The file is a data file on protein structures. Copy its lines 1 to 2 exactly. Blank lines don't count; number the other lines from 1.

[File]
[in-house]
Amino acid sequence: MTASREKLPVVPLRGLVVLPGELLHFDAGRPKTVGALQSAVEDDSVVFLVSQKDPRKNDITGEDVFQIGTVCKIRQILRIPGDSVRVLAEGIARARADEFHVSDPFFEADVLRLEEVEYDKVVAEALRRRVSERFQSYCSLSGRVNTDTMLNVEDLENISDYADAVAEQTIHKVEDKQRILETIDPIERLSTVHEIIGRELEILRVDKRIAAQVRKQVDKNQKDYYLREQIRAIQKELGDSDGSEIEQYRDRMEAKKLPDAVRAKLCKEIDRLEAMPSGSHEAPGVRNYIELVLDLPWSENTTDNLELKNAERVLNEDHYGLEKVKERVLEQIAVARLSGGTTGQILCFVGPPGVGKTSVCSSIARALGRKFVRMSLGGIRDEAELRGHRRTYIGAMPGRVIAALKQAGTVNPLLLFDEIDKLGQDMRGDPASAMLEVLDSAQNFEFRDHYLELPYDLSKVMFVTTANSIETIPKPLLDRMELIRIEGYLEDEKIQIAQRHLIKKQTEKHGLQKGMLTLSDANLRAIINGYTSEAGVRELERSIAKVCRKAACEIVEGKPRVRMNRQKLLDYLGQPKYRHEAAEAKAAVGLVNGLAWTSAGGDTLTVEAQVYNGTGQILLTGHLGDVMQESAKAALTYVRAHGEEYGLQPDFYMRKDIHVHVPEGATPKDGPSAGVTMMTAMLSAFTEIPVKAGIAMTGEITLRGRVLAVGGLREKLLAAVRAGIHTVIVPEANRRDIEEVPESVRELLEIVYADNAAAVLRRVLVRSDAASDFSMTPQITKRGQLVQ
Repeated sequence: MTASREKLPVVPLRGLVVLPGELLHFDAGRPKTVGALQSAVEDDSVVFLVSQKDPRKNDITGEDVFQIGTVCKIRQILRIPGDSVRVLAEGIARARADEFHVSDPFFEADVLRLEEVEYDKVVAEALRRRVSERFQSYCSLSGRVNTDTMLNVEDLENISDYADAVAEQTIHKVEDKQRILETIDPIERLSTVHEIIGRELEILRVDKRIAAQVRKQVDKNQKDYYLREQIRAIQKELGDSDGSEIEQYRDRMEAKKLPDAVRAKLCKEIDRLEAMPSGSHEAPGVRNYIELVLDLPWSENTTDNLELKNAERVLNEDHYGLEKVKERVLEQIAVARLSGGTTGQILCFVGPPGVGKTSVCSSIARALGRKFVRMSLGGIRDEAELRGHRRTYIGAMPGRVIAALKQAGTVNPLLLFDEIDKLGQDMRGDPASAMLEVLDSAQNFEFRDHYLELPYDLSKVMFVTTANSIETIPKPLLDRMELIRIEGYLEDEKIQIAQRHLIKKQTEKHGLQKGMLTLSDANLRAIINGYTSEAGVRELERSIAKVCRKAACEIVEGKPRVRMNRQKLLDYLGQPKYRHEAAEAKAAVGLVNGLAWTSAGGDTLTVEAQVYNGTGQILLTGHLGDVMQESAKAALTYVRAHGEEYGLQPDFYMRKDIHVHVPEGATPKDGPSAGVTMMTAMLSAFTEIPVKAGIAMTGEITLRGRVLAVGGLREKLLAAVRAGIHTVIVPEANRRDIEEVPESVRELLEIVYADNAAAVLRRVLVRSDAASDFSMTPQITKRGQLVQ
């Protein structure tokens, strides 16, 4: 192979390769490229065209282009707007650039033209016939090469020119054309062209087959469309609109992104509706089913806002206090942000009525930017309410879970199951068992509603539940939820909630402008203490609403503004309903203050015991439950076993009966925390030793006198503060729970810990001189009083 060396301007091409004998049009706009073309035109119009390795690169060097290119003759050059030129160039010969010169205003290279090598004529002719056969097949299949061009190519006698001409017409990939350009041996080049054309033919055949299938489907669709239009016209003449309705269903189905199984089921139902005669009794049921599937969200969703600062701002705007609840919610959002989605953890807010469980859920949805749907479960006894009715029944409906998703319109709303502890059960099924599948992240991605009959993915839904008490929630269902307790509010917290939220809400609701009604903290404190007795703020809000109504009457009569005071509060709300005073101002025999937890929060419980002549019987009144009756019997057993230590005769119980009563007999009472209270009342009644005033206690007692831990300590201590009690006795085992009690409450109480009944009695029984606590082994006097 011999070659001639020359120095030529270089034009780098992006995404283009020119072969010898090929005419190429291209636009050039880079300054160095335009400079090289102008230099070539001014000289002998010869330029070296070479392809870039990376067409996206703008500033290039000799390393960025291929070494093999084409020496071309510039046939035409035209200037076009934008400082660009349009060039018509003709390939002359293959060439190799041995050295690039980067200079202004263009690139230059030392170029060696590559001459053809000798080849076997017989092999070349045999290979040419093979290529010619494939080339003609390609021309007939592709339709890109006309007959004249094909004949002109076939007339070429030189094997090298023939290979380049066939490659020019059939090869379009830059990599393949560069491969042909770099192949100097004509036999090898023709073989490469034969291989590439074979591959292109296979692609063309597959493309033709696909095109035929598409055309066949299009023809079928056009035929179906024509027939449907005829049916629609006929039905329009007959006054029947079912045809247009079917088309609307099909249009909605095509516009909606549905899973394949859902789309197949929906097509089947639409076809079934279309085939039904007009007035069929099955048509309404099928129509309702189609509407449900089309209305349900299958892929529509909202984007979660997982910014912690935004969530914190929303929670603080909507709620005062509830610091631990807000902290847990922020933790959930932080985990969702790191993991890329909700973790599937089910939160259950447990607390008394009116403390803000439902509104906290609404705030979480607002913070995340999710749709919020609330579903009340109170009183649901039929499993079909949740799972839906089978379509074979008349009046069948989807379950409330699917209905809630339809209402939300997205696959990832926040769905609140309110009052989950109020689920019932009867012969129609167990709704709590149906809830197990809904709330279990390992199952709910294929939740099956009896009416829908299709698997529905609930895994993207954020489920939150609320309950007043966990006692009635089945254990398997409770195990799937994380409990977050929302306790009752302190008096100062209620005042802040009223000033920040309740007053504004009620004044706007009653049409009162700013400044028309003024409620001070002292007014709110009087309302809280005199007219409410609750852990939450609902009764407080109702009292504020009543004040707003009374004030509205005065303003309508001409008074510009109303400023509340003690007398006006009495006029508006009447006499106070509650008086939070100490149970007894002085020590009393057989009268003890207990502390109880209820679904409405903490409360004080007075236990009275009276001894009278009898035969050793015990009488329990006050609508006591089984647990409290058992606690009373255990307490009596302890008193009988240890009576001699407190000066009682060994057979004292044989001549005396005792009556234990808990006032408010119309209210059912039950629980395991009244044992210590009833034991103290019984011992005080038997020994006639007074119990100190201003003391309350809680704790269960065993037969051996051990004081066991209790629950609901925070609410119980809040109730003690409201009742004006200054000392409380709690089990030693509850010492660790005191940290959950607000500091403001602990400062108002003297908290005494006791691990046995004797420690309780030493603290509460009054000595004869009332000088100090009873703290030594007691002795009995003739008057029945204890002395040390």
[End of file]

[in-house]
Amino acid sequence: MTASREKLPVVPLRGLVVLPGELLHFDAGRPKTVGALQSAVEDDSVVFLVSQKDPRKNDITGEDVFQIGTVCKIRQILRIPGDSVRVLAEGIARARADEFHVSDPFFEADVLRLEEVEYDKVVAEALRRRVSERFQSYCSLSGRVNTDTMLNVEDLENISDYADAVAEQTIHKVEDKQRILETIDPIERLSTVHEIIGRELEILRVDKRIAAQVRKQVDKNQKDYYLREQIRAIQKELGDSDGSEIEQYRDRMEAKKLPDAVRAKLCKEIDRLEAMPSGSHEAPGVRNYIELVLDLPWSENTTDNLELKNAERVLNEDHYGLEKVKERVLEQIAVARLSGGTTGQILCFVGPPGVGKTSVCSSIARALGRKFVRMSLGGIRDEAELRGHRRTYIGAMPGRVIAALKQAGTVNPLLLFDEIDKLGQDMRGDPASAMLEVLDSAQNFEFRDHYLELPYDLSKVMFVTTANSIETIPKPLLDRMELIRIEGYLEDEKIQIAQRHLIKKQTEKHGLQKGMLTLSDANLRAIINGYTSEAGVRELERSIAKVCRKAACEIVEGKPRVRMNRQKLLDYLGQPKYRHEAAEAKAAVGLVNGLAWTSAGGDTLTVEAQVYNGTGQILLTGHLGDVMQESAKAALTYVRAHGEEYGLQPDFYMRKDIHVHVPEGATPKDGPSAGVTMMTAMLSAFTEIPVKAGIAMTGEITLRGRVLAVGGLREKLLAAVRAGIHTVIVPEANRRDIEEVPESVRELLEIVYADNAAAVLRRVLVRSDAASDFSMTPQITKRGQLVQ